The bank was involved in several high level cases with state pension funds as forex execution rates were questioned.
The latest news adds misery to the banking sector with forex rates and the FX fix probes still hanging in the shadows.
The Justice Department, as well as the New York Attorney General, both have lawsuits against the world’s largest custody provider. Last week, the bank stated that it would absorb a $589 million charge as it resolves current issues, including the forex rates complaints, however no cases were specified.
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Major Banks such as BNYM and State Street came under fire in 2009 as leading pension funds in the US filed complaints relating to the amount of foreign exchange fees charged by the banks. The complaints opened up a new wave of discussions in Transaction Cost Analysis (TCA) and a number of measures were taken by the banks to provide confidence that best execution and best pricing practices were being used.
In December 2013, BNYM settled with the state of Massachusetts’ public pension funds for $15.45 million. Bank of New York Mellon has had some luck in previous settlement talks with the Justice Department in 2012, with the bank agreeing to change its disclosures regarding its forex products and services.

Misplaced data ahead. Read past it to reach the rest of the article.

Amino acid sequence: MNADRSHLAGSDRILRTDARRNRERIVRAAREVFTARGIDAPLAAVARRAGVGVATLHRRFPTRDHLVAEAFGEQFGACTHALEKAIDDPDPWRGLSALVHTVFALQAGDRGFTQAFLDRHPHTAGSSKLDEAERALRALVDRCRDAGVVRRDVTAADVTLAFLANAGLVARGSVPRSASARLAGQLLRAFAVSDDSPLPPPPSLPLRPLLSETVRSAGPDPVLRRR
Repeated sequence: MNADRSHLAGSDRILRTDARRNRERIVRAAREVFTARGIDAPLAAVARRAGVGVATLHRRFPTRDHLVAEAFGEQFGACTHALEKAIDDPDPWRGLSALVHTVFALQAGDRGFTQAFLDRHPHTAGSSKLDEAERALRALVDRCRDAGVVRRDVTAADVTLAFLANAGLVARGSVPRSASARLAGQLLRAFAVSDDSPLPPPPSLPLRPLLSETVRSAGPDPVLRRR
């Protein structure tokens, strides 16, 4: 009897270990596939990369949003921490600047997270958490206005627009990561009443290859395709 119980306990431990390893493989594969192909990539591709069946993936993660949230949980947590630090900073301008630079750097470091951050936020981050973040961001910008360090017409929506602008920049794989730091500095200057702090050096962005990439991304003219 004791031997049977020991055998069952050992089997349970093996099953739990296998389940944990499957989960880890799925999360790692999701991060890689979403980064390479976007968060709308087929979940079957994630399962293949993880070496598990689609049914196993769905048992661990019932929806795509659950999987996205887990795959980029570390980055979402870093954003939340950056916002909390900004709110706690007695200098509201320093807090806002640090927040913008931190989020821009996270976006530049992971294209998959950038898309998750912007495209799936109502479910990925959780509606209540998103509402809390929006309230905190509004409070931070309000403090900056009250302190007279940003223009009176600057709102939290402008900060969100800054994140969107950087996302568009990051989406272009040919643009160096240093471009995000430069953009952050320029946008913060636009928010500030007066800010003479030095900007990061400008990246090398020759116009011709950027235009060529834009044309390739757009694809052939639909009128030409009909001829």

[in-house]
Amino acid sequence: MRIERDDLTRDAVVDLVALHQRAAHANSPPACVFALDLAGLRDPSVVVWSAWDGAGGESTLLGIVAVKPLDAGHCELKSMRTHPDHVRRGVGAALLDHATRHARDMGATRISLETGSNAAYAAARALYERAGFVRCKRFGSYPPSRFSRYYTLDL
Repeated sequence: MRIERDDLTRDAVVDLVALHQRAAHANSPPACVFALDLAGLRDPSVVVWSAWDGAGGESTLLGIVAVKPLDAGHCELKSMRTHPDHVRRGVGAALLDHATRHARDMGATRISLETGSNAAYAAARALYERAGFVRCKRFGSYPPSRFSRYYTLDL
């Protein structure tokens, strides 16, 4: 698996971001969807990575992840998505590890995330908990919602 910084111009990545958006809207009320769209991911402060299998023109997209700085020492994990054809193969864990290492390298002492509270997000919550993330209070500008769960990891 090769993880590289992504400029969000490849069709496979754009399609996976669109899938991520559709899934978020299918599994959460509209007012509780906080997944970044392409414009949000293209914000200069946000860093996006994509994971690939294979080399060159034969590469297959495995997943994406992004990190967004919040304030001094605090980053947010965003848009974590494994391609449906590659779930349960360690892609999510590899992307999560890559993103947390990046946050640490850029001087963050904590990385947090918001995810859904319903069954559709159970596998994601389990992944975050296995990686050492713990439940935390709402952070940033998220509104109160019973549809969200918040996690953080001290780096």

Pension funds and investment managers have started adding TCA tools to their reporting of forex rates banks charges. UK-based Merseyside Pension fund used independent sources to review forex rates that it was paying. The local government fund was conscious of benchmarks and used services offered by New Change FX, an independent rates checker; the fund is believed to have reduced charges by 50% as a result of the rates verification.
Banks have been supporting the TCA functionality with leading single and multi-bank platforms coming equipped with tools that provide verification of rates.